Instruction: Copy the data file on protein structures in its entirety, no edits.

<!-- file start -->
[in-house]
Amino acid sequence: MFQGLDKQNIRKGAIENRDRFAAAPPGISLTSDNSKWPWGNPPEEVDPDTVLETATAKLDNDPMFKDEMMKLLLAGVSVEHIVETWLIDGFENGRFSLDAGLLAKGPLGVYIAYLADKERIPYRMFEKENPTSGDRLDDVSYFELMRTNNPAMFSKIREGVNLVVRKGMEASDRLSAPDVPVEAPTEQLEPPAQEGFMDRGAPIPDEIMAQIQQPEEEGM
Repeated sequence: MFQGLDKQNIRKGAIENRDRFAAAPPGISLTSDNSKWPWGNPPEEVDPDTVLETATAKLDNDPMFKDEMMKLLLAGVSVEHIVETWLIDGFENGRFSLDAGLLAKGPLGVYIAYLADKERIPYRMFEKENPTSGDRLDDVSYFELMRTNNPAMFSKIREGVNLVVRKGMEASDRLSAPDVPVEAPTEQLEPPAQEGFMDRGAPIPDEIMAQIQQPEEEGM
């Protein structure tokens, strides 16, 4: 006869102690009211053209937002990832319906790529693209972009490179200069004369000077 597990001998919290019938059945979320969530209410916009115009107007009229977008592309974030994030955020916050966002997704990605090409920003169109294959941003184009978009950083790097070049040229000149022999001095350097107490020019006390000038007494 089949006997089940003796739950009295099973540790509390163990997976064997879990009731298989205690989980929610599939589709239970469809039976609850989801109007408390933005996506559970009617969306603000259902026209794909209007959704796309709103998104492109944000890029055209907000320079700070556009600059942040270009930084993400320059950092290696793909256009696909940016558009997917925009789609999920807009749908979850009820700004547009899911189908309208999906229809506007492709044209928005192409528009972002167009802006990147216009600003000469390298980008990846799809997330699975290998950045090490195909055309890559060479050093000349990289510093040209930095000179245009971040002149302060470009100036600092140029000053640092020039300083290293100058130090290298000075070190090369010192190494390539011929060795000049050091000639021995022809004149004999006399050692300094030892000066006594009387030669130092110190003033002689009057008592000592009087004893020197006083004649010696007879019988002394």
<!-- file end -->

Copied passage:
[in-house]
Amino acid sequence: MFQGLDKQNIRKGAIENRDRFAAAPPGISLTSDNSKWPWGNPPEEVDPDTVLETATAKLDNDPMFKDEMMKLLLAGVSVEHIVETWLIDGFENGRFSLDAGLLAKGPLGVYIAYLADKERIPYRMFEKENPTSGDRLDDVSYFELMRTNNPAMFSKIREGVNLVVRKGMEASDRLSAPDVPVEAPTEQLEPPAQEGFMDRGAPIPDEIMAQIQQPEEEGM
Repeated sequence: MFQGLDKQNIRKGAIENRDRFAAAPPGISLTSDNSKWPWGNPPEEVDPDTVLETATAKLDNDPMFKDEMMKLLLAGVSVEHIVETWLIDGFENGRFSLDAGLLAKGPLGVYIAYLADKERIPYRMFEKENPTSGDRLDDVSYFELMRTNNPAMFSKIREGVNLVVRKGMEASDRLSAPDVPVEAPTEQLEPPAQEGFMDRGAPIPDEIMAQIQQPEEEGM
């Protein structure tokens, strides 16, 4: 006869102690009211053209937002990832319906790529693209972009490179200069004369000077 597990001998919290019938059945979320969530209410916009115009107007009229977008592309974030994030955020916050966002997704990605090409920003169109294959941003184009978009950083790097070049040229000149022999001095350097107490020019006390000038007494 089949006997089940003796739950009295099973540790509390163990997976064997879990009731298989205690989980929610599939589709239970469809039976609850989801109007408390933005996506559970009617969306603000259902026209794909209007959704796309709103998104492109944000890029055209907000320079700070556009600059942040270009930084993400320059950092290696793909256009696909940016558009997917925009789609999920807009749908979850009820700004547009899911189908309208999906229809506007492709044209928005192409528009972002167009802006990147216009600003000469390298980008990846799809997330699975290998950045090490195909055309890559060479050093000349990289510093040209930095000179245009971040002149302060470009100036600092140029000053640092020039300083290293100058130090290298000075070190090369010192190494390539011929060795000049050091000639021995022809004149004999006399050692300094030892000066006594009387030669130092110190003033002689009057008592000592009087004893020197006083004649010696007879019988002394």